Arctic Frontiers is Norway’s largest conference about the High North. During an extensive working week, politics, science and business are topics of discussion. The conference is a given for those of us who are working with the High North one way or the other.
Not one from Russia
This year, [Norwegian] Foreign Minister Søreide’s analyses and input during the political part of the conference received a particular focus.
As the organisers write in their program declaration: When the world moves towards increased confrontation, nationalism and protectionism, will the Arctic eventually change too?
That is a well-founded question, however, one that was only indirectly answered during the conference.
And that is not by any fault of Foreign Minister Eide, who did her very best to answer this question as well as others.
Nor is it, possibly, by any fault of the organisers, who may have – for all that I know – invited participants from both the East and the West to answer the question.
Whatever the explanation; Norway’s foreign minister was left standing alone in her attempt to answer a question that can only be answered through international dialogue. Dialogue is, as we all know, rather hard to achieve when talking to oneself.
Two main themes appeared from the Foreign Minister’s keynote speech:
The relationship with our allies, and the relationship with Russia.
But there were no participants from Russia in the discussion. And the explanation given, if only a limited one, was about practical issues.
Disagreeing with the president
Republican Senator Lisa Murkowski came from the USA to participate. Just like Foreign Minister Søreide, she is an analytic and knowledgeable politician with clear visions about international dialogue.
The problem is, however, that despite her Republican viewpoint, Murkowski does more or less not in any way represent the political roadmap based on which her President, Donald Trump, navigates.
There was thus no international discussion about development in the Arctic during the Arctic Frontiers. Instead, we received a thorough introduction to Norway’s view on this development, whereas the international absence went to confirm that the Arctic, too, is going through a political change.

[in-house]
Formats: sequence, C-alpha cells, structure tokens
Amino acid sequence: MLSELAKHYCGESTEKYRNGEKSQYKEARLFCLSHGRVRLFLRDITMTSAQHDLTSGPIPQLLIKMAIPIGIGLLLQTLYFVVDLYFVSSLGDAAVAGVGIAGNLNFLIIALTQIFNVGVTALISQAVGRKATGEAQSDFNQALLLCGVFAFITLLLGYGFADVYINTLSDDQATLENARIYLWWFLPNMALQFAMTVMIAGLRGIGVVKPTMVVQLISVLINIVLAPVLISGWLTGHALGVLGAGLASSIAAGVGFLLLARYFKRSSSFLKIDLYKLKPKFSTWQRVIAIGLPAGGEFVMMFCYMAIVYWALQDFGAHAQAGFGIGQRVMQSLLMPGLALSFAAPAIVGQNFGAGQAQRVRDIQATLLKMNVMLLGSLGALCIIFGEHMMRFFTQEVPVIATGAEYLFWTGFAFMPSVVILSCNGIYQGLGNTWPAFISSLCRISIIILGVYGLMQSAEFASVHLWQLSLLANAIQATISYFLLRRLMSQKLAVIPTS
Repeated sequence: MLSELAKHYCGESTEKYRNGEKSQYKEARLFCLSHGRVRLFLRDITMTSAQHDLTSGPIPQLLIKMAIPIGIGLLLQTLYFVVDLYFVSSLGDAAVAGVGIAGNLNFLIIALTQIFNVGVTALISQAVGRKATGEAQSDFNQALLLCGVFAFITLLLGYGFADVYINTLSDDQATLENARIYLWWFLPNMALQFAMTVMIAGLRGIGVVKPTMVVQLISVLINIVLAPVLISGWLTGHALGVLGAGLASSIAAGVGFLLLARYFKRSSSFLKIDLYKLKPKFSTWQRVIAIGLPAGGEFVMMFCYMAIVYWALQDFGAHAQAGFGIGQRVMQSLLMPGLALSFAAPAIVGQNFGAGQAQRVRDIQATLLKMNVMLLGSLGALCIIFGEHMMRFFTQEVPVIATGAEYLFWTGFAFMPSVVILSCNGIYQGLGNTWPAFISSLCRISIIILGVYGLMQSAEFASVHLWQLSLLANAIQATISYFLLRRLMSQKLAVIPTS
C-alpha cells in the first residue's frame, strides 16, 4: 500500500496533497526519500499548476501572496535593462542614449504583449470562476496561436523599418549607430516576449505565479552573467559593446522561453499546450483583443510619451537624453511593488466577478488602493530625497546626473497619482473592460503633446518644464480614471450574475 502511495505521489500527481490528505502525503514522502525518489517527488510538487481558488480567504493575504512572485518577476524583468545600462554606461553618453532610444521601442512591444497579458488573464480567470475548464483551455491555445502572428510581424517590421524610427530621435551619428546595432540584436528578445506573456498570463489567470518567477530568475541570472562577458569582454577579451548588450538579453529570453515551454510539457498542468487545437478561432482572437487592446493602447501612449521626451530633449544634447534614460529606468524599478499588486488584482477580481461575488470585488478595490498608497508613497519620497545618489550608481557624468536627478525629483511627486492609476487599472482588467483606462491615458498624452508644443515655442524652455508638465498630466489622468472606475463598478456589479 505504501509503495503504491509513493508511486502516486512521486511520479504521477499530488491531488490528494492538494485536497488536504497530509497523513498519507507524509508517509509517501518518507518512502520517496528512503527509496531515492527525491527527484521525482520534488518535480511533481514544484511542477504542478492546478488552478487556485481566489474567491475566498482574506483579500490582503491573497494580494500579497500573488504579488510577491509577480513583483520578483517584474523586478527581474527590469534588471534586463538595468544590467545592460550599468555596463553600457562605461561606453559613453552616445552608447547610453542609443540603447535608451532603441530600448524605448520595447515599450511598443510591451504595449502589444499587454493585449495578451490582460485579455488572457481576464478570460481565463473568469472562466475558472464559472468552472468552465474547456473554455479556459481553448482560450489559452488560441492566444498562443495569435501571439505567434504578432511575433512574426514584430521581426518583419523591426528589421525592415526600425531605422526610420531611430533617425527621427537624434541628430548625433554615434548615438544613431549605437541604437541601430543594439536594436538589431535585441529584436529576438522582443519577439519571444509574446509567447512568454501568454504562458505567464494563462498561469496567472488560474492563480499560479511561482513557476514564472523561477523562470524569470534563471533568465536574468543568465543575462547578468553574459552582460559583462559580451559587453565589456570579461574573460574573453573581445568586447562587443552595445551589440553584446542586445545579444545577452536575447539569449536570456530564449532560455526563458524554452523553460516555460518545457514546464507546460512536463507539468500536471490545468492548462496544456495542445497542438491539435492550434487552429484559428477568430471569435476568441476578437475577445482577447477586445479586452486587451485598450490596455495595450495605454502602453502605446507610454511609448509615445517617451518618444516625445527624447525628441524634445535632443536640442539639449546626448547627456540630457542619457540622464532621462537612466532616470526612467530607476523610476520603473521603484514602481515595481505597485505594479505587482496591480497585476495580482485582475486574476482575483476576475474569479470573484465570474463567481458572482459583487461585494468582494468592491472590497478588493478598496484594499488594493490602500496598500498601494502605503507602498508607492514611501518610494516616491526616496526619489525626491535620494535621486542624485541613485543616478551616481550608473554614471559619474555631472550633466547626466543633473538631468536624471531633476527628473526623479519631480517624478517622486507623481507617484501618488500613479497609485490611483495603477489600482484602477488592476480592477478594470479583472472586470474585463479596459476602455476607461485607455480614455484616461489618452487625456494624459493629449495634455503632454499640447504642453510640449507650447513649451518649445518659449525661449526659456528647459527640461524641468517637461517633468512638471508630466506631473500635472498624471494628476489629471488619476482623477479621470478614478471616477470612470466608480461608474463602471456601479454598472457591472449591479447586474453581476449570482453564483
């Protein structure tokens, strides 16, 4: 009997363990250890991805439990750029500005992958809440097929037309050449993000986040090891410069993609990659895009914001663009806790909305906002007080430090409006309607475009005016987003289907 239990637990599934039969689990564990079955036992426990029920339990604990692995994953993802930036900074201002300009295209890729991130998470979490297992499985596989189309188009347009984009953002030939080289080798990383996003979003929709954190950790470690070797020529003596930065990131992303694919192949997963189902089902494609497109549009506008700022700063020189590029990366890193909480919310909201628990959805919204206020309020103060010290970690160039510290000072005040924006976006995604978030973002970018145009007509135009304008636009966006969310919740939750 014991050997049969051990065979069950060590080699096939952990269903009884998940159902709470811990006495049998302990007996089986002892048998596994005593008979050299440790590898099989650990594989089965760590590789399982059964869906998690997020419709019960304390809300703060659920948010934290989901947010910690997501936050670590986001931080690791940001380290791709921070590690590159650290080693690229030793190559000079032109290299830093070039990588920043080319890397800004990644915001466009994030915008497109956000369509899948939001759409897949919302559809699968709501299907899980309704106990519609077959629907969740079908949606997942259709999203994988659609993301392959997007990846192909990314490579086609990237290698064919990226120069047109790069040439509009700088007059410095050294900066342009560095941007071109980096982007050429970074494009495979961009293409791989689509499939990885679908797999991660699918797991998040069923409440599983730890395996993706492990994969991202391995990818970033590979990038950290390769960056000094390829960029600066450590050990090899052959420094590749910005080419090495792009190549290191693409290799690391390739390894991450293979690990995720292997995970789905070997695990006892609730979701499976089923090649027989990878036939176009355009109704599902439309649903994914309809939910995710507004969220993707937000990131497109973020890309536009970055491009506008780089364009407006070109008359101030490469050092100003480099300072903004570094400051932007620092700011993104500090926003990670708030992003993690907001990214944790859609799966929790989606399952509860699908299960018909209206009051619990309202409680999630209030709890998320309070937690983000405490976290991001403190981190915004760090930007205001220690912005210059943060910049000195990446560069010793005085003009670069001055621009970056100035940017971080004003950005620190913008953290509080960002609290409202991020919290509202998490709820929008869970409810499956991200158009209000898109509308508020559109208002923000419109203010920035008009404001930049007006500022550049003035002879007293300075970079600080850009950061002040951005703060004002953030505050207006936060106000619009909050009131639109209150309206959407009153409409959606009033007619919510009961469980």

On a national top level, dialogue is about to come to a halt for the benefit of nationalism and protectionism. Donald Trump yesterday cancelled a previously announced visit to Davos where globalization should have been the theme. The American President prioritizes the communist dictatorship of North Korea rather than western capitalists who believe in free trade.
Who carries the responsibility?
Foreign Minister Ine Eriksen Søreide left no doubt that this is a most demanding territory to navigate for a small country. Even amongst Norway’s traditional allies, skepticism to multilateral cooperation looms large. And in the end, in the words of the Foreign Minister, the question is:
- Who shall carry the multilateral responsibility?
Even here in Norway, where we have traditionally been used to political unity on foreign policy, there is a growing skepticism to international cooperation.
For those of us living in the High North, this means that the platforms on which we cooperate become increasingly important – in particular when political leaders fail.
Cooperation in the North
The Barents cooperation continues. As does people-to-people cooperation between Russia and Norway. Our two universities in Bodø and Tromsø have close relations to both the East and the West. One of the most recent examples is AlaskaNor, a cooperation between Nord University and Alaska-based knowledge institutions. Increased activity in the Arctic also means closer cooperation about search and rescue (SAR) operations in the region.
The list could be longer, of course. However, it cannot replace dialogue among world leaders. That is why Norway launches a more cynical approach to international questions.
- We must make plans and strategies that hold the opportunity to succeed, said Foreign Minister Ine Eriksen Søreide when asked to summarize Norway’s future position on international questions.
Time will show what that entails.
This op-ed was originally published in Norwegian and has been translated by HNN's Elisabeth Bergquist.